How to Restrict Script/Application Permission using AppArmor on Ubuntu/Debian

Brief: Today, you’ll learn about AppArmor and how to create a profile for a user-generated script or application, and modify or update permissions for an already existing profile.

AppArmor is a Debian-based Mandatory Access Control (MAC) system alternative to SELinux (for RedHat, Fedora, CentOS, AlmaLinux, etc.), allowing you the ability to restrict certain applications or scripts from doing certain things or allowing access to certain resources.

AppArmor does this with a profile loaded into the kernel at system startup. There are mainly two components that you should know, enforcement and complaint profile.

Enforcement profile, enforce rules of the profile and report violation attempts in /var/log/syslog or auditd. Complain profile, don’t enforce any profile rules, just log the violation attempts.

In Ubuntu, AppArmor is preinstalled and loads profiles at boot. It limits the application with a profile to determine the types of files and permissions required by the program.

How to Check if AppArmor is Enabled

AppArmor is a service running in the background, not like SELinux, that merged with the operating system.

First, execute the following command to check the status of the AppArmor daemon in Linux.

$ sudo systemctl status apparmor

Below is the output of the above command.

Checking the status of AppArmor
Checking the status of AppArmor

If the AppArmor module is not loaded, execute the following command to start the AppArmor service.

$ sudo systemctl start apparmor

You can disable AppArmor service using the following command, allowing the application to have unrestricted access to your system.

$ sudo systemctl stop apparmor                #Disable the Service for Unreboot Instance
$ sudo systemctl disable apparmor             #Disable the Service to Start with Reboot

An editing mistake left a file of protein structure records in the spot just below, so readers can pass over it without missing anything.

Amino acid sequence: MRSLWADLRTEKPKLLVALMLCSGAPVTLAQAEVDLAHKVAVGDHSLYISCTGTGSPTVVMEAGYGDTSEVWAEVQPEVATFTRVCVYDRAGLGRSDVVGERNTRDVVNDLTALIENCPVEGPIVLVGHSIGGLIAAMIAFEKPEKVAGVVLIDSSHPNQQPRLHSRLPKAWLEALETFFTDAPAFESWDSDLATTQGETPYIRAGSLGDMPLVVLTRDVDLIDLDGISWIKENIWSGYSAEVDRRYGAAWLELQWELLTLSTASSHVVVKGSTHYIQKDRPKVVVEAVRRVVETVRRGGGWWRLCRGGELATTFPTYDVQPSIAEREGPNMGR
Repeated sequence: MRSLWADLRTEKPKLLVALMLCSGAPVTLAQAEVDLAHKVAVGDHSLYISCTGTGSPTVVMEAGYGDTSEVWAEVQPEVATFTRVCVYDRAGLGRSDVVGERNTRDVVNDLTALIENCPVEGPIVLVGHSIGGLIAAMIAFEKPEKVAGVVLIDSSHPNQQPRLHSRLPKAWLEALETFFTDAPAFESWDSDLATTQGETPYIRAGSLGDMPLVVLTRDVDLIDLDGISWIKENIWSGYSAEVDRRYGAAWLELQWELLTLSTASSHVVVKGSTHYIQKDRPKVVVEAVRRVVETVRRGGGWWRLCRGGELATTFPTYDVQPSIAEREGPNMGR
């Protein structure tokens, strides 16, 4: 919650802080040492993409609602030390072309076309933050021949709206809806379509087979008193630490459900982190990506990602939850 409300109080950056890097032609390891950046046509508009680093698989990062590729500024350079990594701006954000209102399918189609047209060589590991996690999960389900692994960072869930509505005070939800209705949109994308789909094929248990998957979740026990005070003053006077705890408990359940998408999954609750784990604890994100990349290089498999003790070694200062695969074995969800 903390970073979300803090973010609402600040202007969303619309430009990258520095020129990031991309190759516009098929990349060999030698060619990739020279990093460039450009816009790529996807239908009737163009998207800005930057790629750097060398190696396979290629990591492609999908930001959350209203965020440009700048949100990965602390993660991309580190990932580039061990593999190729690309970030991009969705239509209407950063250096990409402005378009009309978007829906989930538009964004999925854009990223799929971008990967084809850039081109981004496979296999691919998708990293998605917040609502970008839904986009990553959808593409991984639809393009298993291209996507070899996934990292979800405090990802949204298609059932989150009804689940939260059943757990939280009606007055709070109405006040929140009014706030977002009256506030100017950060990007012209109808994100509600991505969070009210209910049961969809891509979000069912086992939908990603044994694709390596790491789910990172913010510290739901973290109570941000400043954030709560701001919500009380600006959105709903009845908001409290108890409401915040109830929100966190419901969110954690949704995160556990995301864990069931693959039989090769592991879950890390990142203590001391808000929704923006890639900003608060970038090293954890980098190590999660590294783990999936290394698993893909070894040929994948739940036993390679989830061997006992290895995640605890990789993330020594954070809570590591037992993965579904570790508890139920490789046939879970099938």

List Existing AppArmor Profiles in Linux

Execute any of the following commands in Linux to see the list of profiles along with the application or script associated with it.

$ sudo aa-status
OR
$ sudo apparmor_status

Below is the output of the above command.

List Existing AppArmor Profiles
List Existing AppArmor Profiles

Above, you will see that all the applications are categorized into different profiles. Let us discuss the profiles along with their roles.

  • Profiles Loaded: displays the number of applications including enforcing mode, complain mode, kill mode, and unconfined mode.
  • Enforce mode: displays the number of applications denied to deviate or jump outside the profile restrictions.
  • Complain mode: displays the number of applications allowed to deviate or jump outside the profile restrictions, but all the actions will be logged.
  • Kill mode: displays the number of loaded enforcing AppArmor policies that will kill tasks on policy violations.
  • Unconfined mode: displays the number of applications allowed to do whatever they want without being logged.

Installing AppArmor Utils in Linux

Modifying the application’s profiles from enforce to complain, kill, or unconfined mode cannot be done without installing the apparmor-utils package. Run the following command and press ‘Y’ when it asks for permission to install.

$ sudo apt install apparmor-utils